Meals on Wheels People's Multnomah Village location is considering discontinuing its afternoon dining service at the Multnomah Arts Center, citing the high cost of rent and a relatively low turnout.
Julie Piper Finley, the nonprofit's director of marketing, said discussions are still in the exploratory phase and no formal decisions have been made. But if the nonprofit does decide to discontinue lunch service at the MAC, she said, it would move participants to its Beaverton dining location at the Elsie Stuhr Senior Center on Southwest Hall Boulevard.
"We're trying to be good stewards of our donor's money, and the rent in the (MAC) is expensive," Piper Finley said. "Without a lot of people who eat lunch there, it's not necessarily the most economical place to be."
Multnomah's turnout is "up and down," Piper Finley said, but the Beaverton location consistently serves more diners: 85-100 people every day versus 10-40 people at the MAC on Southwest Capital Highway.
She said many diners come to the MAC by car, so she's less worried about access to the Beaverton location. Still, she acknowledged that some Multnomah diners were and will be upset by the proposal.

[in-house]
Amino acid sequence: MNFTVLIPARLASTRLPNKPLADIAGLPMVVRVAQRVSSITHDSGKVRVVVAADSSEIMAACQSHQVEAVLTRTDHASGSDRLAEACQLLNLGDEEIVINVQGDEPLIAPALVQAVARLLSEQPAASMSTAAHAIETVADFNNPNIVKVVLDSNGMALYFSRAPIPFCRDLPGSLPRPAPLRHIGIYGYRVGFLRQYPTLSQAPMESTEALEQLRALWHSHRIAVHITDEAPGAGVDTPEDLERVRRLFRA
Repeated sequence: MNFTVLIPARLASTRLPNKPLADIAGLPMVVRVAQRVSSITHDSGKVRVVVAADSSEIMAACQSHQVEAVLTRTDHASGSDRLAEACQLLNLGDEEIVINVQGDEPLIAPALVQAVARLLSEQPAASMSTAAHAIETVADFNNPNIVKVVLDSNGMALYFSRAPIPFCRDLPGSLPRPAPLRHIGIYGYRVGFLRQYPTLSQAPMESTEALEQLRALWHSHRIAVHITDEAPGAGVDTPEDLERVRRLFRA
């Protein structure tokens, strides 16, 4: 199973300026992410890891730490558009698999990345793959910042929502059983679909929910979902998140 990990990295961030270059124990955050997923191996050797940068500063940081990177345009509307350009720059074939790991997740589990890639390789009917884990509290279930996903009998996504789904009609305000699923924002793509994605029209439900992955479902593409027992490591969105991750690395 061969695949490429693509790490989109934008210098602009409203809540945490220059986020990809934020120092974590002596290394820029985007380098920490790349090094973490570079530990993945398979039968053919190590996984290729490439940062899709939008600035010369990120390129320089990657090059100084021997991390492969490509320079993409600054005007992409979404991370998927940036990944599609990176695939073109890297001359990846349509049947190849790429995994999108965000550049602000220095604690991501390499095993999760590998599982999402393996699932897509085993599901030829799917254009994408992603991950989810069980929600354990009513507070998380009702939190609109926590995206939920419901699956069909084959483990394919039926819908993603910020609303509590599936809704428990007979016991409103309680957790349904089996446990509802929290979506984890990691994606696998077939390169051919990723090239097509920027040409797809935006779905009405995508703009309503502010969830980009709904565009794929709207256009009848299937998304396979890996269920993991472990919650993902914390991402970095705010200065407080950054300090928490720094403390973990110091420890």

"When you make a decision like this, even if it's for the best of intentions and even if 98 percent of people think it's fine," Piper Finley said, "especially when you're dealing with an older audience, any time you make a change there are people that are going to be mad at you."
Meals on Wheels is a national nonprofit offering meal delivery service to area seniors. The People branch operates out of Multnomah and Washington counties in Oregon, as well as Clark County in Washington. It also has a number of dining centers around the coverage area that offer lunch on weekdays — a separate service from its weekday meal deliveries.
Piper Finley confirmed that the nonprofit has already decided to discontinue its Sherwood lunch service and will relocate those diners to Tualatin. Lunch service also will end at the organization's center in Vancouver.
Meal deliveries will not be affected by the proposed Multnomah Village dining center closure, she said.
In March, Meals on Wheels made national headlines when it was singled out in the Trump administration's list of organizations that could receive less federal funding. But Piper Finley stressed that the local chapter's proposed dining service consolidation and cuts were in the works months before the proposed federal budget was announced.
"The decisions for closing these centers came long before President Trump's budget came out," she said. "It's not a reflection of President Trump's recent budget announcements."
Piper Finley said that her organization's priority is to be able to provide meals to all who ask, and that it is trying to be "cognizant" of the fact that 60 percent of its funding comes from community donations.
"Our bottom line is to be able to give meals to everyone that asks for one," she said. "By closing a few locations, we're going to be able to feed more people."